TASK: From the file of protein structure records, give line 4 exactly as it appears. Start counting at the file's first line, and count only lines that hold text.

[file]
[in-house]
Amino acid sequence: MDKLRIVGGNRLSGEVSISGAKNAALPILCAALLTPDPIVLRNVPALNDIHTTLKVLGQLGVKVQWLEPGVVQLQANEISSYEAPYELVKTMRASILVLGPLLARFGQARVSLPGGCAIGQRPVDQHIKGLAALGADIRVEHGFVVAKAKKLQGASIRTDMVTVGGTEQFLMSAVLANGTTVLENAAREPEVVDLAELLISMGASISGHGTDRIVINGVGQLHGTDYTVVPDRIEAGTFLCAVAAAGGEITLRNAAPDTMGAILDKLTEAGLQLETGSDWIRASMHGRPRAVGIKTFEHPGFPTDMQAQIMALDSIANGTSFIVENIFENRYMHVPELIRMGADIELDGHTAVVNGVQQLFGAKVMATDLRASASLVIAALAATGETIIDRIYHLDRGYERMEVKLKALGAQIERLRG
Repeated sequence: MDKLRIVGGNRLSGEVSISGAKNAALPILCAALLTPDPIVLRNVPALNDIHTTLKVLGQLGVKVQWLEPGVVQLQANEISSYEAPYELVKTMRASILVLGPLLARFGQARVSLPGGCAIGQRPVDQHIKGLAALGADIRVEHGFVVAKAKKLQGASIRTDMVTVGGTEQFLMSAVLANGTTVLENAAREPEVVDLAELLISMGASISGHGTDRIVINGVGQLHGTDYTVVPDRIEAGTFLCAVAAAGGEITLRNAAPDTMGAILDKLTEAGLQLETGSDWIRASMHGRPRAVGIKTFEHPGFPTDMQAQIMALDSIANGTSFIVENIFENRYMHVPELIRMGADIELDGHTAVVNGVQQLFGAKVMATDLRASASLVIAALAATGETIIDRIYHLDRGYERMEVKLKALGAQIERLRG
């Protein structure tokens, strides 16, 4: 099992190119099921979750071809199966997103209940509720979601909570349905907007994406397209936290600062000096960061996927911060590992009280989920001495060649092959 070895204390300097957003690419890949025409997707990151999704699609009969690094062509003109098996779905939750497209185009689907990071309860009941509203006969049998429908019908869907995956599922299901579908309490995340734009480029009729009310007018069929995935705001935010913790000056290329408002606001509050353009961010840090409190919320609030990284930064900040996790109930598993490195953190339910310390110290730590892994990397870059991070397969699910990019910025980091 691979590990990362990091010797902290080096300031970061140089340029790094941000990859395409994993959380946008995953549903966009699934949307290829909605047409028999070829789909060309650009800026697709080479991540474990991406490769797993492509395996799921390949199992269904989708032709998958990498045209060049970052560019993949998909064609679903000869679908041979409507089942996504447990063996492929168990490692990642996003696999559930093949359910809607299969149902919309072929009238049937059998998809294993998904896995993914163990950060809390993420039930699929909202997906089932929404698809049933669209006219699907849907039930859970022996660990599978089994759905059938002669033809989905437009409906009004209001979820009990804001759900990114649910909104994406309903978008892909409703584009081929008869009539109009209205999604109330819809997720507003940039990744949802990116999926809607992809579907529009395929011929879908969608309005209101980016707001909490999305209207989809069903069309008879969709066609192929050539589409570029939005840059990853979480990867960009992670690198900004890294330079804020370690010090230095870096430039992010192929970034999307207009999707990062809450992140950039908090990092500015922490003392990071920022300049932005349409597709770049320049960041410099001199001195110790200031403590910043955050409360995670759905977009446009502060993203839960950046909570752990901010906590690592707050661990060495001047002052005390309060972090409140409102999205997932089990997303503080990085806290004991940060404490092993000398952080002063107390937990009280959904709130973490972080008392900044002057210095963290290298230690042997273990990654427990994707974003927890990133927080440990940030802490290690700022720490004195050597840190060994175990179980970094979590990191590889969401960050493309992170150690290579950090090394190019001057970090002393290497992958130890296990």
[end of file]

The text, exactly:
């Protein structure tokens, strides 16, 4: 099992190119099921979750071809199966997103209940509720979601909570349905907007994406397209936290600062000096960061996927911060590992009280989920001495060649092959 070895204390300097957003690419890949025409997707990151999704699609009969690094062509003109098996779905939750497209185009689907990071309860009941509203006969049998429908019908869907995956599922299901579908309490995340734009480029009729009310007018069929995935705001935010913790000056290329408002606001509050353009961010840090409190919320609030990284930064900040996790109930598993490195953190339910310390110290730590892994990397870059991070397969699910990019910025980091 691979590990990362990091010797902290080096300031970061140089340029790094941000990859395409994993959380946008995953549903966009699934949307290829909605047409028999070829789909060309650009800026697709080479991540474990991406490769797993492509395996799921390949199992269904989708032709998958990498045209060049970052560019993949998909064609679903000869679908041979409507089942996504447990063996492929168990490692990642996003696999559930093949359910809607299969149902919309072929009238049937059998998809294993998904896995993914163990950060809390993420039930699929909202997906089932929404698809049933669209006219699907849907039930859970022996660990599978089994759905059938002669033809989905437009409906009004209001979820009990804001759900990114649910909104994406309903978008892909409703584009081929008869009539109009209205999604109330819809997720507003940039990744949802990116999926809607992809579907529009395929011929879908969608309005209101980016707001909490999305209207989809069903069309008879969709066609192929050539589409570029939005840059990853979480990867960009992670690198900004890294330079804020370690010090230095870096430039992010192929970034999307207009999707990062809450992140950039908090990092500015922490003392990071920022300049932005349409597709770049320049960041410099001199001195110790200031403590910043955050409360995670759905977009446009502060993203839960950046909570752990901010906590690592707050661990060495001047002052005390309060972090409140409102999205997932089990997303503080990085806290004991940060404490092993000398952080002063107390937990009280959904709130973490972080008392900044002057210095963290290298230690042997273990990654427990994707974003927890990133927080440990940030802490290690700022720490004195050597840190060994175990179980970094979590990191590889969401960050493309992170150690290579950090090394190019001057970090002393290497992958130890296990």